Mega-supply store Home Depot plans to add about 80,000 temporary workers for the spring season.
At Home Depot, hiring occurs each spring when the company brings in temp workers for around three months. In this regard, it’s no different than any other retailer, says Stephan Holmes, a Home Depot spokesman.
“Our busy season is actually in the spring, in fact, we call that our Christmas,” Holmes says.
Still, 80,000 workers is big number, especially when you consider that the U.S. has more temp workers than ever. But economist Susan Houseman of the Upjohn Institute for Employment Research says it isn’t fair to lay blame for this at the feet of the Home Depots of the world.
“Seasonal hiring is very common in industries like construction, wholesale, manufacturing, etcetera,” Houseman says. Roughly half of Home Depot’s seasonal hires end up with permanent positions, she says.
There are other ways to address seasonality while still providing permanent jobs with benefits.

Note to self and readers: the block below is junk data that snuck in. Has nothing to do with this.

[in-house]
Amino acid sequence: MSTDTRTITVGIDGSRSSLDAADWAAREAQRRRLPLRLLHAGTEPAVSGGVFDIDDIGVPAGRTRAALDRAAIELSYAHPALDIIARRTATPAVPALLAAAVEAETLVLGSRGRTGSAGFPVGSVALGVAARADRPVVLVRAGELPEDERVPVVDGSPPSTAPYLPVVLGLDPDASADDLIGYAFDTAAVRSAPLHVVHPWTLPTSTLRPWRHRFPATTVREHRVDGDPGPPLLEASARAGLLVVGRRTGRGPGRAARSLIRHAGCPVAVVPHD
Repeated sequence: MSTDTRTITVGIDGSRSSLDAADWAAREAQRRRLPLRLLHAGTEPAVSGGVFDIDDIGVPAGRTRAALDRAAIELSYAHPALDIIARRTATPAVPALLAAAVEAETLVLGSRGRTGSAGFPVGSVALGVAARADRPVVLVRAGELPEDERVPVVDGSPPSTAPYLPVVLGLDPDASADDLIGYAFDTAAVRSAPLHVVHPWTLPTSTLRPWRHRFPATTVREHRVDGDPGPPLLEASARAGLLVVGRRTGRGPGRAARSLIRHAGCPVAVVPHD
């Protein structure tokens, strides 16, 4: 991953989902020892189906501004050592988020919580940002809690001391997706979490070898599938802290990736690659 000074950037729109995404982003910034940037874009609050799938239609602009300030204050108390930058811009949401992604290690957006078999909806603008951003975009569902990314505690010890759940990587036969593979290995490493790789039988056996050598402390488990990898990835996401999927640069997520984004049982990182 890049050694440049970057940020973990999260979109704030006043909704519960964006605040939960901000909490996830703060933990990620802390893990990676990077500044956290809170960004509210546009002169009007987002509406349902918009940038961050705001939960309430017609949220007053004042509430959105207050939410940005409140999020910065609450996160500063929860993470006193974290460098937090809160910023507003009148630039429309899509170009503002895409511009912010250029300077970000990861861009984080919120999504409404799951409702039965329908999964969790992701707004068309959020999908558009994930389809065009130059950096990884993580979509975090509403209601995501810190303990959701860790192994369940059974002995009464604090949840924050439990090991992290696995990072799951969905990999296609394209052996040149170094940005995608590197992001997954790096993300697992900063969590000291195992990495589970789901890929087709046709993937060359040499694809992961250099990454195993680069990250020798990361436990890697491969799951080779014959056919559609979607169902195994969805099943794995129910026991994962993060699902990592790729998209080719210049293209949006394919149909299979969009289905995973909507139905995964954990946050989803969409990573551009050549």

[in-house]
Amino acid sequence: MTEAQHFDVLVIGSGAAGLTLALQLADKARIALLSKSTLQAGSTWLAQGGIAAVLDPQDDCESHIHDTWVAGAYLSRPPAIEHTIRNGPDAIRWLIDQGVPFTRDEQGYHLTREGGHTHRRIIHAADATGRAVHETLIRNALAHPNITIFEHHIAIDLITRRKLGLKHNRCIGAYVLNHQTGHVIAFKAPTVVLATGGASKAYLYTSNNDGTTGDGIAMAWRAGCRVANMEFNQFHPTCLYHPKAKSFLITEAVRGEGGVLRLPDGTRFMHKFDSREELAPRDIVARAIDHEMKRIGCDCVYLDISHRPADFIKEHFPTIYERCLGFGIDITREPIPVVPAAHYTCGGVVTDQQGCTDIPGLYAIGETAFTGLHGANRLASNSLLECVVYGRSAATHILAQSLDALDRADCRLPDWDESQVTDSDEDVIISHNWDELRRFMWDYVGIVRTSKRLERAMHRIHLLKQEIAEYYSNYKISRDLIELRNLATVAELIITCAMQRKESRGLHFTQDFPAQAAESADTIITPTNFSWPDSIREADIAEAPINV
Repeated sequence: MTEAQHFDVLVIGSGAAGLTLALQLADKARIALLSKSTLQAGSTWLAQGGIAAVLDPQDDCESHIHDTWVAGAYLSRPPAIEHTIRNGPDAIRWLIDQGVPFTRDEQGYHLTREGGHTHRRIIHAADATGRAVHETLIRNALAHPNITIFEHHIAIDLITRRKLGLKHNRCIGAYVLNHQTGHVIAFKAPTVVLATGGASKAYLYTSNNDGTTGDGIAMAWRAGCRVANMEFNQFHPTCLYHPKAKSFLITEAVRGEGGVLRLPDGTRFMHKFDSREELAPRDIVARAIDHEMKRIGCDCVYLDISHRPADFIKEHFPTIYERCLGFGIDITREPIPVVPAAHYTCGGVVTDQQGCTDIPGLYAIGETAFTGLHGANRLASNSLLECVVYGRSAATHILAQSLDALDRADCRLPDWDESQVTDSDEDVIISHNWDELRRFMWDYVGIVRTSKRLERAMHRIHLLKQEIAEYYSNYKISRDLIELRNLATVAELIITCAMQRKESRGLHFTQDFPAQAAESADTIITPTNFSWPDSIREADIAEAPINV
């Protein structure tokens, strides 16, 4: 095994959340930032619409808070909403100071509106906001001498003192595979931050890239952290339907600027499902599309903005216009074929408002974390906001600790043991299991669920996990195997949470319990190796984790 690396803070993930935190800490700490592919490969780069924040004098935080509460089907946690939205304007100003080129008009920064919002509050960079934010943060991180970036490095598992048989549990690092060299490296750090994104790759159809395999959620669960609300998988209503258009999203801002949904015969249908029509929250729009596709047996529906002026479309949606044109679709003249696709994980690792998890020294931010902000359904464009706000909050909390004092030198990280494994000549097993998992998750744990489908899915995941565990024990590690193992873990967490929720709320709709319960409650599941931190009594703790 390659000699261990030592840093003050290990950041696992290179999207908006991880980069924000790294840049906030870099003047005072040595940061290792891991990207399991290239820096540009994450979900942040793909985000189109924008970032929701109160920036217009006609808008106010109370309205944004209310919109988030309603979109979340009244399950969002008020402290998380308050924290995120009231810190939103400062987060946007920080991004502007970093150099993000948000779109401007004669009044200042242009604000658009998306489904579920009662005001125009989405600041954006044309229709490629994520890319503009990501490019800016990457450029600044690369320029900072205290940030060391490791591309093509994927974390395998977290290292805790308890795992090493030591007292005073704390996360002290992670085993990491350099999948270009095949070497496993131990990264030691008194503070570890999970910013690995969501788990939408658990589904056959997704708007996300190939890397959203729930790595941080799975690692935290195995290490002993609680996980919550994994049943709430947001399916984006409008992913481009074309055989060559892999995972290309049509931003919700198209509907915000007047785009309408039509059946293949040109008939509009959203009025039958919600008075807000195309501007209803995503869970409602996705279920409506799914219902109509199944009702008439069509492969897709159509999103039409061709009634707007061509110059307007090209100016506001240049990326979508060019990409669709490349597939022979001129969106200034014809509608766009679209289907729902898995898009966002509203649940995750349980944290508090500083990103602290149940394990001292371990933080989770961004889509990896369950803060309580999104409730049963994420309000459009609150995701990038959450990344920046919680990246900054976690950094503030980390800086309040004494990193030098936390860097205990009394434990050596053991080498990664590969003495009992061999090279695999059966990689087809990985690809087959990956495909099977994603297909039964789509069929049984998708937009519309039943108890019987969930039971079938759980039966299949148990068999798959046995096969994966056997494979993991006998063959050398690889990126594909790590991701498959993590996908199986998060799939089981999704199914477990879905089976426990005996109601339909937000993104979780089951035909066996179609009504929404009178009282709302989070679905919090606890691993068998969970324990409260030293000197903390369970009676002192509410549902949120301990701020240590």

“It’s also true that there are a lot of companies out there that are in seasonal industries that have a much different approach,” says Roland Zullo, a University of Michigan labor market researcher. Many seasonal industries find it beneficial to keep workers on, Zullo says.
“Instead they keep them on to do other things, other kind of maintenance work, and then when the peak season hits they give people a lot of overtime,” he says. This approach helps companies save on training and planning, he says, while building a more loyal workforce with a better quality of life.
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